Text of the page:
Many of these were contracted through Cook Studio – a social enterprise that trained low income youth. It was contracted to do offsite catering and to operate the onsite restaurant. When Paragon took over ownership of Edgewater, they cancelled the contract. This contributed to Cook Studio going bankrupt and the loss of opportunity for dozens of young people who were taking their first steps out of poverty.

I think it is important for all of us to recognize that Edgewater has been a good employer. This is why so many of its workers have taken the time to speak on behalf of the company and the pride they have in their jobs.

However, I would ask you to question Paragon as to why so many of its current workers fear that unless the casino is expanded, they may lose their jobs. If the Casino – at its current size is relocated or the license is transferred to another company, Council can help protect their jobs as a condition of development or other permissions.

More than a decade ago, Mayor Philip Owen had to wisdom to understand that addiction to illegal drugs is a public health issue. It is time for us to understand that this is also true of Addiction to Gambling.

I would suggest a Four Pillar approach to reduce government’s Addiction to Gambling.

1. The first pillar is Prevention
On one side of the chips, show the high proportion of revenue that comes from the poor;
On the other side, show where the revenues actually go; and
On the large screens show the people driven into bankruptcy, their foreclosures, divorces and innocent children.
2. The second Pillar is Harm Reduction
Develop a policy of no increase in slot machines and tables; and
Gradually eliminate highly addictive internet gambling
3. Treatment is the third pillar
Create a fair taxation policy – so that governments have the resources to provide needed public services without relying on the proceeds of gambling.
4. The fourth pillar is Enforcement
•  Work with the Province to carry out a full public inquiry into all the events that led to the proposal before you this evening. This should include the circumstances under which Paragon took over ownership of Edgewater, the proposal for more than tripling the size of the casino, the public expenditures on stadium and the public engagement process.
•  Whether or not the inquiry reveals illegal activity has taken place, it should check to make sure that the laws regulating conflict of interest are clear and adequately reflect the public’s sense of right and wrong.
•  This will help public officials – both current and former – “To know their limit; and to stay within it.”

In my view, and those of many who have spoken and will speak before you, we need to recognize that the casino is like a freeway – a Social Freeway to Nowhere. Like the TEAM Council of the 1970’s, you have an opportunity to turn this proposal down and to have staff complete much needed planning for this area.

Finally, I think it is important that the roof – the roof that would be retractable – remain for decades to come.

Like the Georgia Viaduct before it, it should serve as a symbol for the path we chose not to take. A reminder that in the early part of this century – with all of its challenges – that Vancouver’s City Council chose to work with the senior governments to house our homeless, protect the lives of our children and become the Greenest, and the most liveable place on earth – not for most of us; but for all of us.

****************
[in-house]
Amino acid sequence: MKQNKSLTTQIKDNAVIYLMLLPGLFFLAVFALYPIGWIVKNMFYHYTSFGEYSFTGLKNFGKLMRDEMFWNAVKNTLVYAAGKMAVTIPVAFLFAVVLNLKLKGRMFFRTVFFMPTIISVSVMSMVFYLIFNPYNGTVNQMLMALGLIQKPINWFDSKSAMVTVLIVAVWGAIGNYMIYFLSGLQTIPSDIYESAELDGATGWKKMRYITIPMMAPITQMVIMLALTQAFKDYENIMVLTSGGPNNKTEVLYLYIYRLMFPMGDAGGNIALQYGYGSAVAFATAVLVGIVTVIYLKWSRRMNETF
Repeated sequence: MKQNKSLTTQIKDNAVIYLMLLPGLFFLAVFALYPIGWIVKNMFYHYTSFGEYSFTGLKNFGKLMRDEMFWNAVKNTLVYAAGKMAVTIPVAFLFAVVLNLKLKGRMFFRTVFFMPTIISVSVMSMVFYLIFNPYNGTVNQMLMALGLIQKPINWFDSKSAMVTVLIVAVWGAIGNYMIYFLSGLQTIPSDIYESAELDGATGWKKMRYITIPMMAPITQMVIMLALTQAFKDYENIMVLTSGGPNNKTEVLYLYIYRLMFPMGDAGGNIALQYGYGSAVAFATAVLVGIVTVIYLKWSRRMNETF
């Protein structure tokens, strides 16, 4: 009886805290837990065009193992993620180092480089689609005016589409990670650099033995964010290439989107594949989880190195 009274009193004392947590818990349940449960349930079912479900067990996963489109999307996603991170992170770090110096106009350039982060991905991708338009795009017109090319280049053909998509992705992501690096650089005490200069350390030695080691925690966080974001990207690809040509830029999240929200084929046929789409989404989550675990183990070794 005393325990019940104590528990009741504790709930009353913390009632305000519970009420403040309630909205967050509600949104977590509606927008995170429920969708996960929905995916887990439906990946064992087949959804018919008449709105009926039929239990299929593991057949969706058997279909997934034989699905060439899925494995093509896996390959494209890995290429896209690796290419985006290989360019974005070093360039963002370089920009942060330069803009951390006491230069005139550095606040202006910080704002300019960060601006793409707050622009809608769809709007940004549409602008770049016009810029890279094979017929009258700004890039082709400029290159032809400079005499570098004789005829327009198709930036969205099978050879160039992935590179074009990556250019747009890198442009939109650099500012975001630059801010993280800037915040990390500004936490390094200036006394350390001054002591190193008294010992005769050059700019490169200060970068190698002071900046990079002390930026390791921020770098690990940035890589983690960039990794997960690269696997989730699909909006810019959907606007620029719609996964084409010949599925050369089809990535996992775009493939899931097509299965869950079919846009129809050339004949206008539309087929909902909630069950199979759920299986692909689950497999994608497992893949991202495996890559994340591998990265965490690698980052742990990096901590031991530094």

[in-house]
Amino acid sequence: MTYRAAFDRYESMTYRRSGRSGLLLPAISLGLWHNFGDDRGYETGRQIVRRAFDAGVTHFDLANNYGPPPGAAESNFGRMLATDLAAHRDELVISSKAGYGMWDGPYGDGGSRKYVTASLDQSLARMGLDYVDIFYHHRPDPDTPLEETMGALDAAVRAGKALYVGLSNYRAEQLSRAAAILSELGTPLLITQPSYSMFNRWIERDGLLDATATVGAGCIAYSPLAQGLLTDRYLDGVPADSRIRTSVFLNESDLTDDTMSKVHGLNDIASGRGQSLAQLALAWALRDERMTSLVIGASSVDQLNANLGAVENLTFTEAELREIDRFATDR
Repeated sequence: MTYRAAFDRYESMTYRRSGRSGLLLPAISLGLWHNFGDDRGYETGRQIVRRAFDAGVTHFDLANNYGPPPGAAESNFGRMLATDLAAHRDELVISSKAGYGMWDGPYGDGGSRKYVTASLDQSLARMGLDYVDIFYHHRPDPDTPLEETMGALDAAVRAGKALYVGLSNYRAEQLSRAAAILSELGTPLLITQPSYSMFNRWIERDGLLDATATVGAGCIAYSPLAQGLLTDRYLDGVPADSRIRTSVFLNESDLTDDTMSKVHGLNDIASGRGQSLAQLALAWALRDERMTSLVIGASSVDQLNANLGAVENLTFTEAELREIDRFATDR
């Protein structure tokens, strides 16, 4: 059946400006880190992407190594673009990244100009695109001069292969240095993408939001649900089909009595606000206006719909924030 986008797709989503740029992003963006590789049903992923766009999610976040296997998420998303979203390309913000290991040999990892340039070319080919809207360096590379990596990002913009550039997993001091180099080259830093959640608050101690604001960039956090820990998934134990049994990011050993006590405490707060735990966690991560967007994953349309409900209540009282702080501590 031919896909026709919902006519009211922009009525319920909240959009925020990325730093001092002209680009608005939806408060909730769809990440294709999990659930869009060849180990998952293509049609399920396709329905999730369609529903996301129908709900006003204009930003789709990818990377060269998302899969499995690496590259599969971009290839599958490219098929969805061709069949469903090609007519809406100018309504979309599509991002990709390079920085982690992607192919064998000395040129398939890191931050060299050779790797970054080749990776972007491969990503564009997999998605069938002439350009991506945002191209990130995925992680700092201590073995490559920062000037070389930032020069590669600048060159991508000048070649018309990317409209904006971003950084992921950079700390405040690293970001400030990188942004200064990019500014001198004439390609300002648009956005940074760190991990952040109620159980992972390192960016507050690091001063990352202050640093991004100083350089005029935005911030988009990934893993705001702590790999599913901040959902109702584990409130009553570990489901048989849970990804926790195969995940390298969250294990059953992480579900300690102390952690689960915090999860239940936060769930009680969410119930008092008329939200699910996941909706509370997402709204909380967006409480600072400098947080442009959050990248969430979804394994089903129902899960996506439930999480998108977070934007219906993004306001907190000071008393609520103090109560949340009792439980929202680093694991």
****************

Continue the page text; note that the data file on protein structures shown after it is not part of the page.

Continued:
Speeches by Bing Thom, Peter Ladner and Sandy Garossino

Three members of our Vancouver Not Vegas! Coalition speak out against the proposed Edgewater mega-casino.

Presentation to Vancouver City Council by Sandra Garossino on gaming expansion


Sandra Garossino

Members of our Vancouver Not Vegas! Coalition speak to Vancouver City Council on February 1, arguing against gaming expansion in the City of Vancouver. The opportunity to speak to Council has come as a result of  Councillor Ellen Woodsworth’s motion caling for further examination of gaming practices in British Columbia before the City of Vancouver proceeds with allowing further gaming expansion within its jurisdiction.

Our coalition is speaking in support of Councillor Woodsworth’s motion.

The following presentation to Council is by Sandy Garossino. Sandy Garossino addressed Council as a former Crown prosecutor with specialized experience in gang prosecutions, and as a mother.

(For presentations by Sean Bickerton, Amir Ali Alibhai and Tom Durrie, click here; Sandy’s presentation is posted separately due to its length.)

 

February 1, 2011
Sandra Garossino—Submission to Vancouver City Council

No Public Debate of Gambling Expansion

In 10 short years gambling in BC has come a very long way from the smoky bingo halls and church basements where this all started. We are long overdue for a full debate on the role and limits of gambling in the public realm.

How far does the BC Lottery Corporation intend to expand?

The public has no idea, and neither do municipal councils. We are all forced to wait passively for each new application from corporate interests that do not answer to voters.

The time has come for full public consultations and review of provincial oversight of the gaming industry.

Online Petition

As of today the BC Association for Charitable Gaming has amassed more than 1200 signatures of Vancouverites asking Council to support the non-profit entitlement to gaming proceeds–this will be presented in due course.

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Our coalition’s presentations to Vancouver City Council on gambling expansion, February 1